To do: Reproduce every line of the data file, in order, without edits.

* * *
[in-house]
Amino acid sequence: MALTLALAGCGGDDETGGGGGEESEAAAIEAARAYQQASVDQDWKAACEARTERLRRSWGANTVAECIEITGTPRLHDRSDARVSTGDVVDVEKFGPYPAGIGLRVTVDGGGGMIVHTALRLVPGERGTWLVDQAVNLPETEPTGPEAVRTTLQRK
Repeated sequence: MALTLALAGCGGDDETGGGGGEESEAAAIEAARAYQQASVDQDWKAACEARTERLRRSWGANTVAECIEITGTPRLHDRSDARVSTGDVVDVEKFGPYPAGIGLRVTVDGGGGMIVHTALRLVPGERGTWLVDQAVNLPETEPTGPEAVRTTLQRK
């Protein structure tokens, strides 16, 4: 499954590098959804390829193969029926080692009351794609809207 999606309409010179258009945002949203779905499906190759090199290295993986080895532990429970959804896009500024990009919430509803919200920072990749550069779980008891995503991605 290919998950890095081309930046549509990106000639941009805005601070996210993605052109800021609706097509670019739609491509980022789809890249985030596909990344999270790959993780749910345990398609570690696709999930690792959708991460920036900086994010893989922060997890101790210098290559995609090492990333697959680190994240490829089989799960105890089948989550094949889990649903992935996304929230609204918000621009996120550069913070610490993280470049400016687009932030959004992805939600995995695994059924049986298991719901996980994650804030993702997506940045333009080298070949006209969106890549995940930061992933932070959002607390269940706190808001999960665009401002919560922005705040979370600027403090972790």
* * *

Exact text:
[in-house]
Amino acid sequence: MALTLALAGCGGDDETGGGGGEESEAAAIEAARAYQQASVDQDWKAACEARTERLRRSWGANTVAECIEITGTPRLHDRSDARVSTGDVVDVEKFGPYPAGIGLRVTVDGGGGMIVHTALRLVPGERGTWLVDQAVNLPETEPTGPEAVRTTLQRK
Repeated sequence: MALTLALAGCGGDDETGGGGGEESEAAAIEAARAYQQASVDQDWKAACEARTERLRRSWGANTVAECIEITGTPRLHDRSDARVSTGDVVDVEKFGPYPAGIGLRVTVDGGGGMIVHTALRLVPGERGTWLVDQAVNLPETEPTGPEAVRTTLQRK
């Protein structure tokens, strides 16, 4: 499954590098959804390829193969029926080692009351794609809207 999606309409010179258009945002949203779905499906190759090199290295993986080895532990429970959804896009500024990009919430509803919200920072990749550069779980008891995503991605 290919998950890095081309930046549509990106000639941009805005601070996210993605052109800021609706097509670019739609491509980022789809890249985030596909990344999270790959993780749910345990398609570690696709999930690792959708991460920036900086994010893989922060997890101790210098290559995609090492990333697959680190994240490829089989799960105890089948989550094949889990649903992935996304929230609204918000621009996120550069913070610490993280470049400016687009932030959004992805939600995995695994059924049986298991719901996980994650804030993702997506940045333009080298070949006209969106890549995940930061992933932070959002607390269940706190808001999960665009401002919560922005705040979370600027403090972790």